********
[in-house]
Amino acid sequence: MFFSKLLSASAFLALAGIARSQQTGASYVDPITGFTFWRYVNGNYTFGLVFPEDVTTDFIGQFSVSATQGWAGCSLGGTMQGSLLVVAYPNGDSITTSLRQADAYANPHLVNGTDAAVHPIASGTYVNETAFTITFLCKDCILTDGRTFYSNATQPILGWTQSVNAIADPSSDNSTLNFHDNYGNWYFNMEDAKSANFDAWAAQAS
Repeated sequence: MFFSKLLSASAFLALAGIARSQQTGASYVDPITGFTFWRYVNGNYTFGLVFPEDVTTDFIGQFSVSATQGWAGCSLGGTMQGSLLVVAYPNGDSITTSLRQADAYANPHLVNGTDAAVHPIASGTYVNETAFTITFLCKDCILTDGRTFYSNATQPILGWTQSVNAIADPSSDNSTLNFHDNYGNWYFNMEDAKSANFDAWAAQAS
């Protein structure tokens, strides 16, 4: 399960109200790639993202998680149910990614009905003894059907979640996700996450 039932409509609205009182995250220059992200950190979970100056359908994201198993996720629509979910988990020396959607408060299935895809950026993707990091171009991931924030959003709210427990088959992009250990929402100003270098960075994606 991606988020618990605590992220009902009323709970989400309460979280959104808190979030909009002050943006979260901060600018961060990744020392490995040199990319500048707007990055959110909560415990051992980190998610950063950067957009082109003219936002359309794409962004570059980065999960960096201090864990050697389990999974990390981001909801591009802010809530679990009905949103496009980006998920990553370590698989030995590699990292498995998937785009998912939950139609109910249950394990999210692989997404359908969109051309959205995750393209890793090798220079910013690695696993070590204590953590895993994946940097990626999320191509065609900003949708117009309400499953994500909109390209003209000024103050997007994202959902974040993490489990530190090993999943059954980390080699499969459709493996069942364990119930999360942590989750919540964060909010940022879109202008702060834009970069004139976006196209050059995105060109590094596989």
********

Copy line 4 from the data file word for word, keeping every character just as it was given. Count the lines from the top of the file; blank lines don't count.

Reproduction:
């Protein structure tokens, strides 16, 4: 399960109200790639993202998680149910990614009905003894059907979640996700996450 039932409509609205009182995250220059992200950190979970100056359908994201198993996720629509979910988990020396959607408060299935895809950026993707990091171009991931924030959003709210427990088959992009250990929402100003270098960075994606 991606988020618990605590992220009902009323709970989400309460979280959104808190979030909009002050943006979260901060600018961060990744020392490995040199990319500048707007990055959110909560415990051992980190998610950063950067957009082109003219936002359309794409962004570059980065999960960096201090864990050697389990999974990390981001909801591009802010809530679990009905949103496009980006998920990553370590698989030995590699990292498995998937785009998912939950139609109910249950394990999210692989997404359908969109051309959205995750393209890793090798220079910013690695696993070590204590953590895993994946940097990626999320191509065609900003949708117009309400499953994500909109390209003209000024103050997007994202959902974040993490489990530190090993999943059954980390080699499969459709493996069942364990119930999360942590989750919540964060909010940022879109202008702060834009970069004139976006196209050059995105060109590094596989």